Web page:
Legislative Council: Wednesday, February 08, 2023


Vietnam War Anniversary

The Hon. T.T. NGO (15:33): I rise to speak today about the 50-year anniversary of Australia's withdrawal from the Vietnam War. At a recent event I attended, Mr Bill Denny AM, South Australia's RSL Ambassador, spoke about Australia's withdrawal from the Vietnam War.

To begin, I want to briefly outline why Australia participated in this war. Prior to World War II, the Australian government still looked to London for diplomatic guidance. However, this reliance was undermined by the events of World War II, and Australia's confidence was rattled by three events that all occurred in February 1942: (1) the surrender of the British base in Singapore; (2) the Japanese invasion of New Guinea; and (3) the bombing of Darwin by Japanese planes.

In 1951, Australia, New Zealand and America signed the ANZUS Treaty, developed largely in response to Cold War threats such as the rise of communist China. The terms of the treaty stipulated that if one of the three signatories was attacked, the others were required to assist. Australia's involvement in the Vietnam War was largely driven by a fear of communism expanding in Asia, as well as Australia's desire to align itself with the United States.

From 1962 to 1973, more than 60,000 Australians served in the Vietnam War as part of an allied force led by the US. They fought alongside South Vietnamese government troops against the National Front for the Liberation of South Vietnam, also known as the Viet Cong, which is a communist-led insurgent force.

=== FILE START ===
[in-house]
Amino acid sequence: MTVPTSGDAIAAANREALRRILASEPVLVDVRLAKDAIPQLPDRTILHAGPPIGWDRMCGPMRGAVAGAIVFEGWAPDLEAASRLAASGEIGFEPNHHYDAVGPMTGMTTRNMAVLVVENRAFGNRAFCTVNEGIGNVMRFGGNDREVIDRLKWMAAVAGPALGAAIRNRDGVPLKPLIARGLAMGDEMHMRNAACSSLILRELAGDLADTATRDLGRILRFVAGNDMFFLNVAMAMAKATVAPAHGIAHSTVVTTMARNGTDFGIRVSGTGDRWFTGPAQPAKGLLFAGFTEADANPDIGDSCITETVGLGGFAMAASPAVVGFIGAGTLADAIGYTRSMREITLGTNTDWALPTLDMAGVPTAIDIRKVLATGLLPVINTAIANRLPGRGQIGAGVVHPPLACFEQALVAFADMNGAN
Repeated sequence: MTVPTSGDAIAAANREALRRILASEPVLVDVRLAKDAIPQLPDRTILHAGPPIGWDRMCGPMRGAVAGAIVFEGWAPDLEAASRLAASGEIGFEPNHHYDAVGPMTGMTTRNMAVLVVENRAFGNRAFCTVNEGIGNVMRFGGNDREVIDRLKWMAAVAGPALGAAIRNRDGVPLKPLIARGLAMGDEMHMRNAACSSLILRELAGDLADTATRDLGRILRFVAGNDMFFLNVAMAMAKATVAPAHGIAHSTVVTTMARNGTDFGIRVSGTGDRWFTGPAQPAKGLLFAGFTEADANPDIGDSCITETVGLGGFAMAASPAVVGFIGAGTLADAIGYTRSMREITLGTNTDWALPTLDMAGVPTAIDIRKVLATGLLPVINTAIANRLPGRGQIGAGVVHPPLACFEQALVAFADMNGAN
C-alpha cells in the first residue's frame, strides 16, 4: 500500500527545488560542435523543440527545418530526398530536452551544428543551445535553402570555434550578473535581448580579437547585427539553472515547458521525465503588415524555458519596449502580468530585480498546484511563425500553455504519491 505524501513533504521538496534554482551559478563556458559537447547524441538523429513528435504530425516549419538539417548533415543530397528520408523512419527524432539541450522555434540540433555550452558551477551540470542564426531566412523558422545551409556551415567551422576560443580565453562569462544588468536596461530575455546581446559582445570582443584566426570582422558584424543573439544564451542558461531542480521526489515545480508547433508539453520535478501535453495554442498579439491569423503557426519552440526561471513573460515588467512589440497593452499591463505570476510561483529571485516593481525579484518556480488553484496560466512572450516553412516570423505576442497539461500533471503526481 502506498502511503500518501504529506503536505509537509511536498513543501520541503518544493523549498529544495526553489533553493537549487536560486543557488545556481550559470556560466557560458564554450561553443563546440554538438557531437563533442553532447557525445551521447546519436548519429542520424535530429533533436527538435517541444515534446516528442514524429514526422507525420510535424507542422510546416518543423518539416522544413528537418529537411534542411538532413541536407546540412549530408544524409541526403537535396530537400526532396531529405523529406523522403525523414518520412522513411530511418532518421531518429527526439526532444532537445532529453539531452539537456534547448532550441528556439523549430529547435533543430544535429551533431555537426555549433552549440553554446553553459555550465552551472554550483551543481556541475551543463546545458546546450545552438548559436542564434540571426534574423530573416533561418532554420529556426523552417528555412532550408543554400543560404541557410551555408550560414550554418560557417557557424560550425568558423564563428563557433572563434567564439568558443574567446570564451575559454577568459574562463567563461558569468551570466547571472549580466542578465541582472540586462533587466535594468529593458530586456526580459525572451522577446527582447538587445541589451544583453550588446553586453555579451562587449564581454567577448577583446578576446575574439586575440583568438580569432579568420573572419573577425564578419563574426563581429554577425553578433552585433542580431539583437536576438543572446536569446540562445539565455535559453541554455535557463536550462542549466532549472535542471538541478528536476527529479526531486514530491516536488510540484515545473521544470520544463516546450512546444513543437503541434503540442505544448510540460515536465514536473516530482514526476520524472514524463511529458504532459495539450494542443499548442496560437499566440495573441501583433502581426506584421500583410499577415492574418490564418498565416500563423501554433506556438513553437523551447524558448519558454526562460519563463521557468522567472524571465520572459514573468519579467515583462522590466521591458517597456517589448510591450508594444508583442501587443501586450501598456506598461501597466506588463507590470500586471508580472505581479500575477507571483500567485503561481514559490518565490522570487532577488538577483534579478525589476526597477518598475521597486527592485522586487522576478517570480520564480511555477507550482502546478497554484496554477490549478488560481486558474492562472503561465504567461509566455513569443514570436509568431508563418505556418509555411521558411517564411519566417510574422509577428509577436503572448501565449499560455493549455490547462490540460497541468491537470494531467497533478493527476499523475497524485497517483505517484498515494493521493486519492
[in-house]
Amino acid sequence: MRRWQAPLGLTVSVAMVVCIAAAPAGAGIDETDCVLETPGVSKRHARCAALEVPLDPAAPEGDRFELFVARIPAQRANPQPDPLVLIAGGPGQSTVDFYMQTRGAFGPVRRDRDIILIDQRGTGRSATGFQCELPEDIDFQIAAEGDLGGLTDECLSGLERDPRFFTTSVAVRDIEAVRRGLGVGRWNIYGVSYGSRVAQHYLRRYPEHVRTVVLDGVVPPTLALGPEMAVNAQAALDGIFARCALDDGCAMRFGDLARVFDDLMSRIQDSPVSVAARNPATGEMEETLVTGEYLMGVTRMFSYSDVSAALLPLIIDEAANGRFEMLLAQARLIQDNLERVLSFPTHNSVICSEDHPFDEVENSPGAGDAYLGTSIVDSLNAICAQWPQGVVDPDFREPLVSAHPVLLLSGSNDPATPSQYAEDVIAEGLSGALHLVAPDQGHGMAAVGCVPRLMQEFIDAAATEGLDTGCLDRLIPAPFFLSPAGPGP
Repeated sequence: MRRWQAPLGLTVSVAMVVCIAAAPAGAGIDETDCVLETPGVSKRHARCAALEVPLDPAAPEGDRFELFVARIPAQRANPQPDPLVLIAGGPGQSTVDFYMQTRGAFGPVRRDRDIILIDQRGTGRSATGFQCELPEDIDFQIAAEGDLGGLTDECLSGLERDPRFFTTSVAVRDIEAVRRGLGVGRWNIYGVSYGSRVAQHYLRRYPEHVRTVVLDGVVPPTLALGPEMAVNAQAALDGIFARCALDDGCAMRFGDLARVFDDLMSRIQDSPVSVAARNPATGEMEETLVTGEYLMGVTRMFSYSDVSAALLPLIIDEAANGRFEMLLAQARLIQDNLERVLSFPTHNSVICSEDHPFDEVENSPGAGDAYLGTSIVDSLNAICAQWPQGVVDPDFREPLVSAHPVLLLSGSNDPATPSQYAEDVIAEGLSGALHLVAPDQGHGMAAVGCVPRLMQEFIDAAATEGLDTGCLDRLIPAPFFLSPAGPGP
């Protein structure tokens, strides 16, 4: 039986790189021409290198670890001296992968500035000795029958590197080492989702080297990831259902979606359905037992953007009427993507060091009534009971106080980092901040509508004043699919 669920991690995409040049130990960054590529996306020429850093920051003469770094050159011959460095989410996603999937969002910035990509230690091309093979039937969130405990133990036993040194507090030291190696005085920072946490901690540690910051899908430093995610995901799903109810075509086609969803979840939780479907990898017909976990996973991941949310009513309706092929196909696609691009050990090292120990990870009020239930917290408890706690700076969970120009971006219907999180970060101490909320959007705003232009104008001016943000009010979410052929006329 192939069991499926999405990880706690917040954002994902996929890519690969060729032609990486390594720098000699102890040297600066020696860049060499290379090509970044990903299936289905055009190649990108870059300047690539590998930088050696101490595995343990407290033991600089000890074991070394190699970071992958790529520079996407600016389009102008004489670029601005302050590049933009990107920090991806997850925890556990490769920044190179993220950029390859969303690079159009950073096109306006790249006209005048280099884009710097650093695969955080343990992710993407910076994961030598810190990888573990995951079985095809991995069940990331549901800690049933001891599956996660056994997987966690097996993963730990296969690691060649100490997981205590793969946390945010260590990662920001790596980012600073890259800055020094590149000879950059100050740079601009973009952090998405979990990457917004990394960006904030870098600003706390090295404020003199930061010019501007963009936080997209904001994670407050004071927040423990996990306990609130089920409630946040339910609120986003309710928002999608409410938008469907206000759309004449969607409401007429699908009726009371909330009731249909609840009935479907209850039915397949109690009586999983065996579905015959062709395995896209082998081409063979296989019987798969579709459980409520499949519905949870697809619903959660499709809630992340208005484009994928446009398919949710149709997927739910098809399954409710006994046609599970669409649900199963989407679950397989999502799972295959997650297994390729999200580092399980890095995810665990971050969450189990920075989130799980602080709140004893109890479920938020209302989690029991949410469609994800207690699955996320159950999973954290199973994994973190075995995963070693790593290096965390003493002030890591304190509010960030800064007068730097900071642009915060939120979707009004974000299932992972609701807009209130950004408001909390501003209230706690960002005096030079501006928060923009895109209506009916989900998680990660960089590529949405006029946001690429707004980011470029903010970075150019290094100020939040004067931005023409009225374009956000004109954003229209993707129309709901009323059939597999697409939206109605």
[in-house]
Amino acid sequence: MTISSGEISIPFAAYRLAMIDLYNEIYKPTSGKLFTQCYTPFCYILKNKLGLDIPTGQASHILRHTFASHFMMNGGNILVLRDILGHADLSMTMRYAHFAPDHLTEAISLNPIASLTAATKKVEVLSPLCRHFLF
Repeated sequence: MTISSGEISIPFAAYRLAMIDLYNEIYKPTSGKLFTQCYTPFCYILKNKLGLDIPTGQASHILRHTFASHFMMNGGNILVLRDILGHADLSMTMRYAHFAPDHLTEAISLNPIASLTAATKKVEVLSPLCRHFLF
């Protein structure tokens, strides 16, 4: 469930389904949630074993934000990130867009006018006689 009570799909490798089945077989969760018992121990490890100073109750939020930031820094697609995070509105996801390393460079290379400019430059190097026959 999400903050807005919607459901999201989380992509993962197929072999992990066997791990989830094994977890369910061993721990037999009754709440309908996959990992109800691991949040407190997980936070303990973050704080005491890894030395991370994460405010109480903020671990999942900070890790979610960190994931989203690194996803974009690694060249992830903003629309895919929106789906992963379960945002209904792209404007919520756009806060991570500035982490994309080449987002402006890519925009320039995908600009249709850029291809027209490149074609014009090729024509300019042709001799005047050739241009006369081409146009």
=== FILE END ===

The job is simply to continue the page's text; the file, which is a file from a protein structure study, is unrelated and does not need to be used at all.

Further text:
When the US committed combat troops in March 1965, Australia followed at the request of the US, and when the US boosted troop numbers in 1966 so did Australia. After the US began to withdraw troops, Australia also followed. Australia's withdrawal from Vietnam was proclaimed by the Governor-General on 11 January 1973. The Vietnamese people fought on bravely for a further two years without help while the Viet Cong was gaining support from China and Russia.

To mark Australia's 50-year anniversary of our withdrawal from Vietnam, Mr Bill Denny spoke at that event and he said:

With this anniversary we may see many Australians talking of reconciliation and the forging of a closer relationship with our former enemy. Some may even seek to cast the war as a mistake and look to embrace the People's Republic of Vietnam as a friend…political considerations might mean a closer relationship is beneficial, but we must never forget that the People's Republic of Vietnam is a communist country and that the people of Vietnam do not enjoy the same freedoms we enjoy in Australia.

For the 50-year anniversary of Australia's withdrawal from Vietnam, I would like to put on record that we must make sure our Vietnam veterans' service and sacrifices are recognised. The Vietnam War was the cause of great social and political dissent in Australia. It raised extraordinary passions amongst Australians. Despite these tensions, all our Vietnam veterans served their country with courage, carrying out the job they were given with a deep sense of duty and professionalism. Our veterans need our encouragement to do all they can to ensure the truth of the past continues to be told.